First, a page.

Dell Partners With VMware, Salesforce to Join Elite Cloud-Builder Club

By Chris Preimesberger  |  Posted 2011-08-30 Print this article Print

When it comes to the overall IT market, Dell is approaching the rarified air occupied by all-purpose IT companies, such as IBM, Hewlett-Packard and Oracle.

With its design-it-yourself PCs in the 1980s and '90s, Dell liberated personal computing in its own image. Later, it developed its own servers, resold and serviced storage hardware from EMC, and made it all economically attractive for its marketing sweet spots-midrange and small businesses-to purchase and deploy.

Now, in 2011, the company Michael Dell built is briskly moving into new areas. It is winding down its reseller relationship with EMC, continuing its entry-level PowerVault product line, and developing new storage IP with new-generation acquisitions EqualLogic and Compellent. It also averages a new software company acquisition about once per quarter (i.e., KACE, Ocarina, Boomi and others).

As a result, it is moving into providing cloud systems and cloud services in a big way. Put it all together, and Dell is approaching the rarified air occupied by all-purpose IT companies such as IBM, Hewlett-Packard and Oracle.

Dell made major cloud-related announcements at both VMworld 2011 in Las Vegas and Dreamforce in San Francisco. On Aug. 29 at VMworld, the company revealed that it will launch its first public cloud offering later this year as part of its partnership with VMware. Dell will host VMware's new vCloud public cloud systems in Dell data centers-one of which is already on line in Plano, Texas, and the other under construction in the Pacific Northwest. More data centers are being planned.

"This partnership also will build private clouds for customers," Mark Bilger, vice president and CTO of Dell Services, told eWEEK. "By extension between the two, Dell Services will be providing hyper-cloud solutions between the private cloud data centers and Dell's public cloud offering."

So Dell and VMware are connecting a lot of dots: customers to the cloud, data centers to data centers, and data centers to outside public cloud services. There is no question that this is a full cloud-service offering with many options for customers to consider. This will be a multi-tenant environment for running virtual systems. It provides access to vCPUs, memory, storage networks, IP addresses, firewalls and catalog capabilities.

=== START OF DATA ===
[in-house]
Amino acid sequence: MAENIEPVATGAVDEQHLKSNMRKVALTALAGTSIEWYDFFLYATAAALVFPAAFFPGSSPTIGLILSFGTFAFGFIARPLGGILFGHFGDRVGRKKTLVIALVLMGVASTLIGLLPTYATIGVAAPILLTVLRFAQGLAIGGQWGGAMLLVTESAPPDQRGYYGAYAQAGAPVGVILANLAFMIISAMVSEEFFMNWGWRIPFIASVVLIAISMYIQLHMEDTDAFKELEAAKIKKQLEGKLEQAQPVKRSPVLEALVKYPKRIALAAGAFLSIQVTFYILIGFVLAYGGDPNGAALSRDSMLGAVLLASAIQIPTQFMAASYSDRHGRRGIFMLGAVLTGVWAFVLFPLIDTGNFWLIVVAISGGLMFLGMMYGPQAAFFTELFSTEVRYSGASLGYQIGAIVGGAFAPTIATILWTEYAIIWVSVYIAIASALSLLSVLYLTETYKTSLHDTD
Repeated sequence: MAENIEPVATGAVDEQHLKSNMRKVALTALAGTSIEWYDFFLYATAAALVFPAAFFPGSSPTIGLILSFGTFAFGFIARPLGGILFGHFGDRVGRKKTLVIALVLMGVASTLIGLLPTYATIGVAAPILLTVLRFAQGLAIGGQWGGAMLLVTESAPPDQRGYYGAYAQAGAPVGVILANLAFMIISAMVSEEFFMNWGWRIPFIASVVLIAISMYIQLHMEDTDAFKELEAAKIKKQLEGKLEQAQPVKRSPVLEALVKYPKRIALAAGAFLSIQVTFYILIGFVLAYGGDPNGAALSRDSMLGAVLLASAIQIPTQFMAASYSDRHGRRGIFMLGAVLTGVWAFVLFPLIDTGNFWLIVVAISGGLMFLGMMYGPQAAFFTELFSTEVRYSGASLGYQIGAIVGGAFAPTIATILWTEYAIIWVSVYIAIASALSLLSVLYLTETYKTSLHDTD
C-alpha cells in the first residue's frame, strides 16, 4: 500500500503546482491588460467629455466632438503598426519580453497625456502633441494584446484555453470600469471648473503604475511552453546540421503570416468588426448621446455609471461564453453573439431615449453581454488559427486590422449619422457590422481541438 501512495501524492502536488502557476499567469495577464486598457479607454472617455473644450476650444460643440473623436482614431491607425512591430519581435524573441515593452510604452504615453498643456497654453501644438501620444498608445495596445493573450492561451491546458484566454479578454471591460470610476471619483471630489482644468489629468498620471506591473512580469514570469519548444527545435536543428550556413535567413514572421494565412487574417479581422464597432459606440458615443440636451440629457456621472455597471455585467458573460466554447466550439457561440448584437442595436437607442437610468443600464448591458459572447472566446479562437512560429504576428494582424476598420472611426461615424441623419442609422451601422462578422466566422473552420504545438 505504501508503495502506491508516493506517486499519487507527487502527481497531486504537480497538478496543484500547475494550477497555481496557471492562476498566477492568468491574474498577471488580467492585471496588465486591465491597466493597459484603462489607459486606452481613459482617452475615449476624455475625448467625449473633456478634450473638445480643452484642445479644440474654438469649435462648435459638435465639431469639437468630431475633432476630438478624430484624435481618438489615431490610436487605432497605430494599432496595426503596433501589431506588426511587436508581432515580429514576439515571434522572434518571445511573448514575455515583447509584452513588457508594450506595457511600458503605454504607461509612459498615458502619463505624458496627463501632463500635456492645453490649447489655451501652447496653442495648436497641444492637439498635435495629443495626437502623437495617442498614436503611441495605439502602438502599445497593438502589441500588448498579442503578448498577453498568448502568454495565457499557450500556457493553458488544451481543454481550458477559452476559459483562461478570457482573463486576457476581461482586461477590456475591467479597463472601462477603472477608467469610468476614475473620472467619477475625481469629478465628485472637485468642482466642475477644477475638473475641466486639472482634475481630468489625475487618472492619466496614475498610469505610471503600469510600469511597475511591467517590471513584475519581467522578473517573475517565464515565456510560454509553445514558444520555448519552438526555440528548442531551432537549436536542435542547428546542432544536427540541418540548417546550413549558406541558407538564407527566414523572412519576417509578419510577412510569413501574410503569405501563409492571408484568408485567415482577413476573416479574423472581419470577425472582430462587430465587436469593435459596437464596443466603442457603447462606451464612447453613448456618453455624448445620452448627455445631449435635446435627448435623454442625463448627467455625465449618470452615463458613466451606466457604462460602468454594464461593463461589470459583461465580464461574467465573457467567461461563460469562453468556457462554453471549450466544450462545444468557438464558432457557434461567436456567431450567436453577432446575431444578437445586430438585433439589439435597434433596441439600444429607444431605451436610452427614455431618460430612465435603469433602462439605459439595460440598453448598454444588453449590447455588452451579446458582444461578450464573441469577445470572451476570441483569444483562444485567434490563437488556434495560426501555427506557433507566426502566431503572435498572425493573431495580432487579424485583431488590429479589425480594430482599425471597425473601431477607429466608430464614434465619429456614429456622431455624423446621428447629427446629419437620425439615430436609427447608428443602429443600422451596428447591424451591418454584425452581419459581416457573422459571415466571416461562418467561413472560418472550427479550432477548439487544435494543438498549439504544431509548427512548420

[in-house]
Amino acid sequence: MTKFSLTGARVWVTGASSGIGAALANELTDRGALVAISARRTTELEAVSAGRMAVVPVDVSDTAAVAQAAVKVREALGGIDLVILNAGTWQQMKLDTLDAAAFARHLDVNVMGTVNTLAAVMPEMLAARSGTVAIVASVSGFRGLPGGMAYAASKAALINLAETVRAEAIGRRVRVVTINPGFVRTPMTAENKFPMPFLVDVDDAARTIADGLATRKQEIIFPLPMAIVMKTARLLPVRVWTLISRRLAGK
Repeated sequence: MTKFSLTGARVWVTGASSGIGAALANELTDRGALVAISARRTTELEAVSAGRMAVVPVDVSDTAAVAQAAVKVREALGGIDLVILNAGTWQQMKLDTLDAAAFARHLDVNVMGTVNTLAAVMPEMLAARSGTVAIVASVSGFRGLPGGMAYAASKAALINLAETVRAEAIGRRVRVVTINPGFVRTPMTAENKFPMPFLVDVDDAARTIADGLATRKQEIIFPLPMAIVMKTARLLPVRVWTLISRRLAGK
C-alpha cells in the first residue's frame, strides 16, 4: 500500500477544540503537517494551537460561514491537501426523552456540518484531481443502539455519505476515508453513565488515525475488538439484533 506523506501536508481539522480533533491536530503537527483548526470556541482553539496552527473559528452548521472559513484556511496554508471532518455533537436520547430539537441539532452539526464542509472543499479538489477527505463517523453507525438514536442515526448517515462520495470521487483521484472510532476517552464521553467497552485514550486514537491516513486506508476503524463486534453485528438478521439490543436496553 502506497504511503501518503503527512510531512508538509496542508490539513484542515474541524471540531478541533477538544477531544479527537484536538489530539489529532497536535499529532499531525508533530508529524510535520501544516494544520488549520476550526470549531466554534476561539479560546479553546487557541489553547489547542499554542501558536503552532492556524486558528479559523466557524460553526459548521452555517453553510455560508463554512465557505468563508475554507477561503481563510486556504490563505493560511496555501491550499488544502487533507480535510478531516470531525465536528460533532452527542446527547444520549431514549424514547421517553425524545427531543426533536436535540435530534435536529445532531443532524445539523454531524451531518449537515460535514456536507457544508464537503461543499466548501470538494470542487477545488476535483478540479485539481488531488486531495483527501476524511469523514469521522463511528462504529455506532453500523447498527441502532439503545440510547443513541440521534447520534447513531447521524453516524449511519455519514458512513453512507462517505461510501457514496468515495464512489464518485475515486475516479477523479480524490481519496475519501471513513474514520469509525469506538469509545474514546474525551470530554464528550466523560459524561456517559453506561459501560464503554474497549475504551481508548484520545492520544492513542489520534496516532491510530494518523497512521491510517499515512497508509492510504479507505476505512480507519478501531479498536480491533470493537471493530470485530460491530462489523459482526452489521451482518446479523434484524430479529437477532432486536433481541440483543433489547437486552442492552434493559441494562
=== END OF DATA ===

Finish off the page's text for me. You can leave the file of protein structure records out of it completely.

Bilger said Dell is one of the first providers authorized to provide VMware vCloud Datacenter Services for enterprise-class, secure, public, private and hybrid clouds. The services are aimed primarily at enterprises, hosting and outsourcing firms, system integrators and service providers.

DreamForce Announcement on SaaS Applications

On Aug. 30 at's Dreamforce event, Dell and Salesforce announced that they are partnering to deliver a set of new software as a service (SaaS) applications under the brand name Dell Cloud Business Applications, starting with a CRM app that became available at the conference.

Dell is using its cloud integrator, Boomi, to introduce cloud applications (such as the new CRM) as painlessly as possible into customers' existing on-premise or cloud systems so they can continue to use their legacy IT for as long as they can.

Bilger said the cloud applications will use business-grade single sign-on and security.

"In fact, one of the highlights of these announcements is that Dell is adding to VMware its SecureWorks managed security services and securityware from Trend Micro as part of the base infrastructure as a service offering," Bilger said. "SecureWorks is a very sophisticated managed service-it's not an upsell, not an additional feature; it's part of our VMware vCloud offering."

Dell and Salesforce's Sales Cloud also will provide a menu of back-office applications, such as  QuickBooks and Microsoft Dynamics GP. Functions such as automation of cash to a collections process and cross-application reporting are also on the menu.

Chris Preimesberger Chris Preimesberger was named Editor-in-Chief of Features & Analysis at eWEEK in November 2011. Previously he served eWEEK as Senior Writer, covering a range of IT sectors that include data center systems, cloud computing, storage, virtualization, green IT, e-discovery and IT governance. His blog, Storage Station, is considered a go-to information source. Chris won a national Folio Award for magazine writing in November 2011 for a cover story on and CEO-founder Marc Benioff, and he has served as a judge for the SIIA Codie Awards since 2005. In previous IT journalism, Chris was a founding editor of both IT Manager's Journal and and was managing editor of Software Development magazine. His diverse resume also includes: sportswriter for the Los Angeles Daily News, covering NCAA and NBA basketball, television critic for the Palo Alto Times Tribune, and Sports Information Director at Stanford University. He has served as a correspondent for The Associated Press, covering Stanford and NCAA tournament basketball, since 1983. He has covered a number of major events, including the 1984 Democratic National Convention, a Presidential press conference at the White House in 1993, the Emmy Awards (three times), two Rose Bowls, the Fiesta Bowl, several NCAA men's and women's basketball tournaments, a Formula One Grand Prix auto race, a heavyweight boxing championship bout (Ali vs. Spinks, 1978), and the 1985 Super Bowl. A 1975 graduate of Pepperdine University in Malibu, Calif., Chris has won more than a dozen regional and national awards for his work. He and his wife, Rebecca, have four children and reside in Redwood City, Calif.Follow on Twitter: editingwhiz

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